Archive for Activities for Moderate Dementia

Spring Cleaning

Spring Cleaning

It’s that time of year again! The tulips and daffodils are in bloom, the sun is shining, and the weather is warming up to beautiful breezy temperatures. With all of the freshness of blooming nature, why not use this season to bring freshness into your home?

Not only does Spring Cleaning give you an excuse to scrub those areas that get little attention during the closed-in cloudy days of winter, but it can also reduce stress. Clutter and mess can be especially anxiety provoking for people with dementia as it can result in over stimulation. With too much clutter, people can be distracted by their surroundings, confused by the number of objects that they need to ascribe meaning to, and clutter can be a signal that there is work to be done. Additionally, clutter in hallways and walkways can be a fall risk. So, while working to clean and de-clutter your home, why not engage your loved ones in helping?

Ways to involve people with dementia in spring cleaning:

  1. Folding, hanging up, and putting away laundry
  2. Washing dishes
  3. Wiping down tables and countertops
  4. Dusting
  5. Sweeping
  6. Sorting through old magazines

Additional Tips:

  • Break down larger tasks into simpler individual steps
  • Encourage people to be as engaged as their skill set allows
  • When sorting through or dusting pictures, magazines, etc., use this opportunity to reminisce. Just be sure to avoid saying, “Remember when…?”
  • Take breaks when necessary. People with dementia often respond more readily to your emotions than your words, so be careful to not convey exasperation, anxiety or anger with your body language. Try to view these activities as fun and energizing!
  • Engage people in cleaning tasks that they’ve done frequently or enjoyed in the past.
  • Always pay attention to any safety hazards that could come up while cleaning.
  • Remember that the value is in the process rather than the result. If your loved one’s task isn’t finished exactly the way you like it, that’s OK. Use these activities as a chance to engage physically, mentally and socially with your loved one and worry about the results later.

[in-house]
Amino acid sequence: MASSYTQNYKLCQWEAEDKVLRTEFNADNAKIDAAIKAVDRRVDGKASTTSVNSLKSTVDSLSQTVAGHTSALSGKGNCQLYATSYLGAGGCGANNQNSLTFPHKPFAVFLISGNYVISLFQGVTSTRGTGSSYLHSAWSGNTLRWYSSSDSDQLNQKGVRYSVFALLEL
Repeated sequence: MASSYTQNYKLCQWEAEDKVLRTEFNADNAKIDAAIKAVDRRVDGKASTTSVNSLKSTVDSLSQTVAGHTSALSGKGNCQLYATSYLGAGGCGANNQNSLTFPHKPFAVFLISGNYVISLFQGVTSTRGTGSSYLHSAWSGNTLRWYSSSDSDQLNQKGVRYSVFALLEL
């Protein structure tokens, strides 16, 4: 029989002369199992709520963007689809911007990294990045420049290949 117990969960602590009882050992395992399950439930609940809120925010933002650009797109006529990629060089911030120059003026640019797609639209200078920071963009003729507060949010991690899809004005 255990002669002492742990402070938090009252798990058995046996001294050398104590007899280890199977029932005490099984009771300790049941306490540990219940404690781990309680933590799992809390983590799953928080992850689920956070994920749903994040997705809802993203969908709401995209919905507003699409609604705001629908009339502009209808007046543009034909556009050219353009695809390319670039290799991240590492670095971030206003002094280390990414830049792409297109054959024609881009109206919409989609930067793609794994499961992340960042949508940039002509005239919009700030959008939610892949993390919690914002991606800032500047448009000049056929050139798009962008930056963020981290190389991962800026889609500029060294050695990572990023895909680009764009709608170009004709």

Leave a Comment

Register with Alzheimer’s Association TrialMatch

Clinical trials are essential to advancing Alzheimer’s disease research at a time when Alzheimer’s is reaching epidemic proportions. Through clinical studies conducted over the last 20 years, scientists have made tremendous strides in understanding how Alzheimer’s affects the brain. It is only through clinical studies that we will develop and test promising new strategies for treatment, prevention, diagnosis, and ultimately, a cure for Alzheimer’s disease.

To learn more about how to participate in clinical trial, watch the video below about TrialMatch (a free, clinical-trial matching service).

Leave a Comment

Make Your Own Holiday Presents – Gifts in a Jar

 

red presents

I seriously cannot be the only person who has not done their holiday shopping yet…right? Well, if you’ve procrastinated like me, or if you have a few people still remaining on your gift list, consider an easy, do-it-yourself present that your person with dementia may enjoying helping you with. In searching the internet, I encountered dozens of potential ideas for this post, from diy christmas ornaments, to cookie recipes, to personalized coffee mugs and more. If you are reading this and not already familiar with Pinterest, let me just say….I LOVE Pinterest! I’m actually what you would call pin-sessed. Not only is Pining a fun (and addicting) past time, but there are a plethora of activity and recipe ideas which you and your person with Alzheimer’s may enjoy trying. Just saying!

So after doing my research, I finally settled on a “gifts in a jar” theme. These really appealed to me because of their versatility (did you know you can make so many different gifts in a jar??) and their easy execution. Chances are, you probably have many of the things needed for this activity already in your home.